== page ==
So where does this leave the policy itself?  My informed guess is that the Obama Administration will find cases to revoke the privilege's assertion. They will do so publicly and with great fanfare. They will simultaneously announce a new set of restrictions on when and how the privilege should be invoked. They will do so on their own timetable (to the extent that the courts don't force their hands), and they will do so in conjunction with the broader ideal of reconciliation and accountability. They're just not ready to do so 22 days in, and the particulars of this case weren't, in any case, ideal for them.

    Um, no sh*t.  Publicly with great fanfare.  Own timetable.  Funny, I thought during the inauguration the watchword was "rule of law."

    Basically, Obama and co. are total flakes.  Complete and utter flakes on this issue.  There is no committment...maybe they're waiting for the statute of limitations to run out on some of the most heinous of Bush's federal crimes before they make such a "daring" move.

    Meanwhile, this is staggering.  Obama can triangulate all he wants but it seems some under his command are still serving the past:

    In a shocking revelation just posted at UK Guardian, Binyam Mohamed's attorney Clive Stafford Smith, who is also director of the legal charity Reprieve, reports that "substantial parts" of a memo, attached to a letter to Barack Obama, documenting evidence of Mohamed's torture at the hands of CIA agents and their extraordinary rendition proxies, were blanked out so the president could not read them. Who did that?

    US defence officials are preventing Barack Obama from seeing evidence that a former British resident held in Guantánamo Bay has been tortured, the prisoner's lawyer said last night, as campaigners and the Foreign Office prepared for the man's release in as little as a week....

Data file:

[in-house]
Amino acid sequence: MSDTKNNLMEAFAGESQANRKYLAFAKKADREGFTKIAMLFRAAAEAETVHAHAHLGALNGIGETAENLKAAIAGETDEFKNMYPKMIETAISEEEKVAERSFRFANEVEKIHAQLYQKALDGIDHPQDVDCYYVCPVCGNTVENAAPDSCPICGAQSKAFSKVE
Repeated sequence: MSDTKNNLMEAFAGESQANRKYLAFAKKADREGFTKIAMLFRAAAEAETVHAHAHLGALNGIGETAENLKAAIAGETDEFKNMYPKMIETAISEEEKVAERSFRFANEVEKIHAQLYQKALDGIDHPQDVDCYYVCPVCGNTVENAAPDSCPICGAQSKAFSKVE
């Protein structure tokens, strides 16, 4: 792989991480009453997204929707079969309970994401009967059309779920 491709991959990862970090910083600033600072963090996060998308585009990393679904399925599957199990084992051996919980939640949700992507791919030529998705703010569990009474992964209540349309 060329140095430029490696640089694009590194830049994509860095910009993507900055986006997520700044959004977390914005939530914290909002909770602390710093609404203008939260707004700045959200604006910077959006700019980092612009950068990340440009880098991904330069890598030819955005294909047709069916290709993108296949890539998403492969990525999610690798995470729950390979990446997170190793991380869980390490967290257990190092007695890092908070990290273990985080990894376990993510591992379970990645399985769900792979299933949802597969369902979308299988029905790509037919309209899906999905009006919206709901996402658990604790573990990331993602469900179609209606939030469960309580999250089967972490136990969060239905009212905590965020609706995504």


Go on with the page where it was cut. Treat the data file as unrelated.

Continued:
Stafford Smith tells Obama he should be aware of the "bizarre reality" of the situation. "You, as commander in chief, are being denied access to material that would help prove that crimes have been committed by US personnel. This decision is being made by the very people who you command."

    from Valtin

    It seems Bush & Cheney (none / 0) (#71)
    by weltec2 on Wed Feb 11, 2009 at 08:56:36 PM EST
    are still in control. Bush has decided that since Coup 2000 worked so well... But on a more serious note, if BO doesn't act on this insubordination instantly, he's going to find his presidency laughed at.

    Faux Controversy Is Amusing (none / 0) (#13)
    by RussTC3 on Wed Feb 11, 2009 at 05:11:20 PM EST

    I like peanut butter (5.00 / 3) (#14)
    by Big Tent Democrat on Wed Feb 11, 2009 at 05:12:36 PM EST
    But not this week.

    Man what are (none / 0) (#18)
    by SOS on Wed Feb 11, 2009 at 05:42:54 PM EST
    the big wigs going to do if they have no willing peons to exploit for profit.

    And honestly, (none / 0) (#19)
    by lilburro on Wed Feb 11, 2009 at 05:52:37 PM EST
    "up yours" is the most optimistic interpretation of the Obama's DoJ stance...

    How bout . . (none / 0) (#23)
    by SOS on Wed Feb 11, 2009 at 06:14:35 PM EST
    If we've been bamboozled long enough, we tend to reject any evidence of the bamboozle. We're no longer interested in finding out the truth. The bamboozle has captured us. it is simply too painful to acknowledge -- even to ourselves -- that we've been so credulous.

    BTD, you conveniently forget, (none / 0) (#26)
    by cpinva on Wed Feb 11, 2009 at 06:18:40 PM EST
    the clinton's were responsible for the deaths of millions (including the entire state of arkansas), the black plague, all wars going back at least to the crusades; hillary bathed in the blood of virgins, while bill kicked puppies. they are evil and ambitious!

    pres. obama is the second coming, or so i've been pretty much told; he can do no wrong.

    pres. obama may not be a whiz in economics, that's kind of why he has an advisory group, or so i thought.

    it's probably just as well that i'm not president, there'd be a lot of republican bodies littering the halls of congress.

    Personally (none / 0) (#74)
    by weltec2 on Wed Feb 11, 2009 at 09:13:49 PM EST